A new Twitter-Hyped Netflix Series is unsurprisingly more about trashing America’s law enforcement than providing entertainment. The series, “Unbelievable,” was described by Mike Hale of the New York Times as a “fictional retelling” of two really mean white male police detectives who did not believe a rape victim. The rapist, of course, was eventually caught and rots in prison to this day.
The drama’s obvious real purpose, of course, is to place doubt in police and “the system” as a whole, reminiscent of the recent propaganda series American Factory.
Not surprisingly, one of the creators of the series, Michael Chabon, expressed in June 2017 that his strong desire to wake up and find out President Trump was dead.
He said, as reported at the Daily Wire:
“Every morning I wake up and in the seconds before I turn my phone on to see what the latest news is, I have this boundless sense of optimism and hope that this is the day that he is going to have a massive stroke, and, you know, be carted out of the White House on a gurney. And every day so far, I have been disappointed in that hope. But, you know, hope springs eternal. He’s an old guy, he doesn’t eat well, he’s overweight. He has terrible nutrition. He doesn’t exercise and it is that not that hard to imagine.”
The series is based on a 2015 article by T. Christian Miller of ProPublica and Ken Armstrong of The Marshall Project “that won a Pulitzer Prize for explanatory reporting.”
Based on some of the Tweets, the series has achieved it’s objective:
Take a step back to understand ProPublica. In November 2007, billionaire Herb Sandler “announced that he had taken on the task of helming the board of the new organization ProPublica and that his family foundation would be giving $10 million a year to support the group.” The late Herb Sandler and his late wife Marion Sandler made their fortune by giving bad government-backed mortgage loans to people who could not afford them before the government-created recession in 2008.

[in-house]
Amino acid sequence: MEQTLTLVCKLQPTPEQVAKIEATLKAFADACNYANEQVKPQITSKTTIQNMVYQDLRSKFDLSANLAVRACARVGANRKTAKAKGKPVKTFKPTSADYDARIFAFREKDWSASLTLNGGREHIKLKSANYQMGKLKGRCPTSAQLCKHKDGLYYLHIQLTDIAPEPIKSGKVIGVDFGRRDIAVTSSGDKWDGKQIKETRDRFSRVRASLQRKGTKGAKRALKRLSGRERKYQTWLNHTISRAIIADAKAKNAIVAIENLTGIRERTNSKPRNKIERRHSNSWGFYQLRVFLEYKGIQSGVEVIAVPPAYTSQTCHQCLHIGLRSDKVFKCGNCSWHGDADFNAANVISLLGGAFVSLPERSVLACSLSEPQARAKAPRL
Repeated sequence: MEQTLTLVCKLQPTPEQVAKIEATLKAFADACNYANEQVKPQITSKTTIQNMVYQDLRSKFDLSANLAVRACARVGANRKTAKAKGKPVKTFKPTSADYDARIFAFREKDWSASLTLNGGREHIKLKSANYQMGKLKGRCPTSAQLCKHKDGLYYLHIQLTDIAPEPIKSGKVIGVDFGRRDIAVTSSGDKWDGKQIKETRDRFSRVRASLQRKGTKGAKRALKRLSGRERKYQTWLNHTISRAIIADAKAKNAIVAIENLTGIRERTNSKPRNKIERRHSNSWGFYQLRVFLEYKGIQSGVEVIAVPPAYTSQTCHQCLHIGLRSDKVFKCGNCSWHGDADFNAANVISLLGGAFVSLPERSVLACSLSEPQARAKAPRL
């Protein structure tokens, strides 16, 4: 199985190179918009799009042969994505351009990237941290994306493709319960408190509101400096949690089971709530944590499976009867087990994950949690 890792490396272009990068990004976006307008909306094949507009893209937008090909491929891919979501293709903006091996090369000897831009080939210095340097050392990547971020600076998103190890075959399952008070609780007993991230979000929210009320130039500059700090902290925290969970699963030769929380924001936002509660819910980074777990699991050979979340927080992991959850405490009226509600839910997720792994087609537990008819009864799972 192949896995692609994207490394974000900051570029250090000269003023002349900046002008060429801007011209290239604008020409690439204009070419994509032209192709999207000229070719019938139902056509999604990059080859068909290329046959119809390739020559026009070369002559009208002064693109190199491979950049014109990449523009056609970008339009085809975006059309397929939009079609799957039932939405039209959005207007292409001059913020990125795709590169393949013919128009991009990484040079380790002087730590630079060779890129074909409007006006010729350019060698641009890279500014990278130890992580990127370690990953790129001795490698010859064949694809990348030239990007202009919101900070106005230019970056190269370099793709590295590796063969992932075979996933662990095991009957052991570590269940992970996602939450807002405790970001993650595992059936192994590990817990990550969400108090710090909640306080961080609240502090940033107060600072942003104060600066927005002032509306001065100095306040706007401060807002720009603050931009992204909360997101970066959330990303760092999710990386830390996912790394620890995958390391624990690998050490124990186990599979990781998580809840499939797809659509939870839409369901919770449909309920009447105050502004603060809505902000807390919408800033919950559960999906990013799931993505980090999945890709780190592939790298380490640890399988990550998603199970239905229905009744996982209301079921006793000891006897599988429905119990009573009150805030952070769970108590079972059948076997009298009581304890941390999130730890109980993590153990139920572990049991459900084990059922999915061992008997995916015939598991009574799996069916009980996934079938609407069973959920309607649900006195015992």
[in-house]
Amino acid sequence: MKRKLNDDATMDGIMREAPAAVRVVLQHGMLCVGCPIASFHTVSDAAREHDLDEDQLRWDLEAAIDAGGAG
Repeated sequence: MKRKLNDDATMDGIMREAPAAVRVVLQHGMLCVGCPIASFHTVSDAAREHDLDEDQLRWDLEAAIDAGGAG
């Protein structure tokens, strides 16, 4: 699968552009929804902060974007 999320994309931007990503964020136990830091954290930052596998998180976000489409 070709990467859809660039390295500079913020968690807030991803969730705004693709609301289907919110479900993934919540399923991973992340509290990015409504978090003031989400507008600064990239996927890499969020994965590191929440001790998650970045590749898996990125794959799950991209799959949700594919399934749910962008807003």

Even Slate journalist Jack Shafer has raised questions about the late Sandler’s involvement in ProPublica. Noting their millions of dollars in donations to far-left causes, Shafer wrote:
“What do the Sandlers want for their millions? Perhaps to return us to the days of the partisan press.”
As far as the series, the director of the first three episodes was quoted as saying: “It’s compelling but really the point of it is that it’s bringing a point home in a way that’s deeply emotional and brings a conversation to the table.”
Are you as sick as this author is of being preached to by Netflix?
As Hale writes:
“When it came to the larger issues illuminated by Marie’s case — the failure to believe a rape victim’s account, the underrepresentation of women among detectives investigating rapes — Armstrong and Miller (who receive producing credits on the series) mostly let the events speak for themselves. “Unbelievable” stays close to the reserved tone of the article, but it appears to be less confident that the viewer will get the lessons about justice and equality — every so often putting a speech about them into a character’s mouth just to be sure.” (author emphasis)
Ugh. Hard Pass.
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